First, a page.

Depending upon the injection mold configuration and the injection molding processes employed, some sections of the injection mold may require heating, while other portions of the injection mold require cooling during some portion of the injection molding cycle. For example, a stationary cover portion of an injection mold may require heating while a movable ejector portion of the injection mold requires cooling, or vice versa. In accordance with the present invention, a supply of heating water may be provided to the fluid control valves for controlling the flow of fluid through the channels of one portion of an injection mold, while a supply of cooling water is provided to the fluid control valves for controlling the flow of fluid through the fluid channels in another portion of the same injection mold. The fluid control valves may be independently controlled to provide a flow of cooling water, e.g., cooling water pulses, through the channels formed in one portion of the injection mold, to lower the temperature of certain portions of the mold, while other fluid control valves are controlled to provide a flow of heating water through other channels formed in other portions of the injection mold, to increase simultaneously the temperature of such other portions of the injection mold.

High temperature injection mold cooling and heating using elevated or low pressure water in accordance with the present invention provides many advantages over previous methods of controlling the temperature of high temperature injection molds. Water is a much safer cooling medium than the petroleum based or other oils previously used for high temperature injection mold cooling. By using water as a cooling fluid, the dangers of a hot oil fire hazard are eliminated. Moreover, water provides a better heat transfer rate than petroleum based or mineral oil heat transfer fluids, thereby providing more rapid injection mold cooling, and, therefore, increased production rates. Furthermore, the use of water as a cooling fluid eliminates the potential for damage to the injection molded object by oil particles leaking into the mold itself. Such contamination can reduce the quality of the injection molded object, and may even require that the object be scrapped. The use of low pressure water for high temperature injection mold cooling in accordance with the present invention is particularly advantageous in that the low pressure water is a highly efficient cooling medium. The heat removal capacity of water is enhanced by the water passing through the latent heat phase from the liquid to vapor state during the cooling process.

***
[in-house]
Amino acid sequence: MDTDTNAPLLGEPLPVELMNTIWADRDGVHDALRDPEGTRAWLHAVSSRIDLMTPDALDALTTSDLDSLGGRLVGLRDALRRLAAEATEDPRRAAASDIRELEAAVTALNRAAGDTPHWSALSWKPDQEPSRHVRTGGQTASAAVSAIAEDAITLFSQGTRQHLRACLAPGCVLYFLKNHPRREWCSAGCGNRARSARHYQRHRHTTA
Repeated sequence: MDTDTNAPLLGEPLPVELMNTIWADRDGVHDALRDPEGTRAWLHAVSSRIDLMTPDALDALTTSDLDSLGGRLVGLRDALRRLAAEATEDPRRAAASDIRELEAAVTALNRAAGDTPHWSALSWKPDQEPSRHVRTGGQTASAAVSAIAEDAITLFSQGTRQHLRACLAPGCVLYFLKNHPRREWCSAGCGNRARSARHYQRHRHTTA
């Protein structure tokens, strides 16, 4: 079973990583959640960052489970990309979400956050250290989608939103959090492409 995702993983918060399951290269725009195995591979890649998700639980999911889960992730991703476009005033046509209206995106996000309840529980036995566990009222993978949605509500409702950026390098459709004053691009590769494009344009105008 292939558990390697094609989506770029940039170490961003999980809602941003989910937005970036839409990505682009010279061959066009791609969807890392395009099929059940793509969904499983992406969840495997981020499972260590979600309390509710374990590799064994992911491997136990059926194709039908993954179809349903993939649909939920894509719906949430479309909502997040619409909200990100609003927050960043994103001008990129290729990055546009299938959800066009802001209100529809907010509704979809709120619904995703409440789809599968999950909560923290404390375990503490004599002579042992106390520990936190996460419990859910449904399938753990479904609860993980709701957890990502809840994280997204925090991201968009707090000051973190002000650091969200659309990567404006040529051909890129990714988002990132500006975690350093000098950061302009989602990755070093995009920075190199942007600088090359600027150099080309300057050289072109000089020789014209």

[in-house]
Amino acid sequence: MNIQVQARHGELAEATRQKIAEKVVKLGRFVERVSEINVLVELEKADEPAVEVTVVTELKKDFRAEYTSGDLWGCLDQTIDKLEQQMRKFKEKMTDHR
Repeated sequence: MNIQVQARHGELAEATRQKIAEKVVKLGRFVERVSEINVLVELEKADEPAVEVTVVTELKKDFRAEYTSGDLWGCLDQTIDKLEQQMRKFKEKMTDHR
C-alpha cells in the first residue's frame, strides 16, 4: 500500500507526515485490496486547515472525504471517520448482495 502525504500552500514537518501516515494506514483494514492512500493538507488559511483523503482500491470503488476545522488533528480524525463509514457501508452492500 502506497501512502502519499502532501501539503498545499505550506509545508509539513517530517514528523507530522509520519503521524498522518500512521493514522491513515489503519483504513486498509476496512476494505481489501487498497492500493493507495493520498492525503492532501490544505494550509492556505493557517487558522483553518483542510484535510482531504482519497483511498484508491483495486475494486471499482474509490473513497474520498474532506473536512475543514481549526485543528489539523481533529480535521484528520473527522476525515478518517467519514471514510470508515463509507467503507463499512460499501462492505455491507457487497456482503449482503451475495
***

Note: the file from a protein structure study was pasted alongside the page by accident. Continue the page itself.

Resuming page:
Other objects, features, and advantages of the invention will be apparent from the following detailed description taken in conjunction with the accompanying drawings.

BRIEF DESCRIPTION OF THE DRAWINGS

FIG. 1 is a schematic illustration of an exemplary high temperature injection mold cooling system in accordance with the present invention.

FIG. 2 is a schematic illustration, in cross section, of an exemplary high temperature injection mold, the operating temperature of which may be controlled by a high temperature injection mold cooling system in accordance with the present invention.

FIG. 3 is a schematic illustration, in cross section, of a preferred embodiment of a pressurized mixing valve for use in a high temperature injection mold cooling system in accordance with the present invention, shown connected to a portion of a schematically illustrated high temperature injection mold cooling system in accordance with the present invention.